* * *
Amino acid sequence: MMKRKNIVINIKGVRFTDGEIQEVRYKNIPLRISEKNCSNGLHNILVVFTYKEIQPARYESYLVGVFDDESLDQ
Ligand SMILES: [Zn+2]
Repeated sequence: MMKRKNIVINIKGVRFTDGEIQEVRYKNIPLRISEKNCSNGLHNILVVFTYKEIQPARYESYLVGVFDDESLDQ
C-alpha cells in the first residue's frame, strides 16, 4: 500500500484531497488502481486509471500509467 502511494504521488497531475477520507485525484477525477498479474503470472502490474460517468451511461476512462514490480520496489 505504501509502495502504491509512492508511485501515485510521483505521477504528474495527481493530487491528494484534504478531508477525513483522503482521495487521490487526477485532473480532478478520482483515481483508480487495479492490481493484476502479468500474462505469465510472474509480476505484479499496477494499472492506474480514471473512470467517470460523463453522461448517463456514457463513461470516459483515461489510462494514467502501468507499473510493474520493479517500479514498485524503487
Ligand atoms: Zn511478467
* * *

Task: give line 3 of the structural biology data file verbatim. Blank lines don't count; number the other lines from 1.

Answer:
Repeated sequence: MMKRKNIVINIKGVRFTDGEIQEVRYKNIPLRISEKNCSNGLHNILVVFTYKEIQPARYESYLVGVFDDESLDQ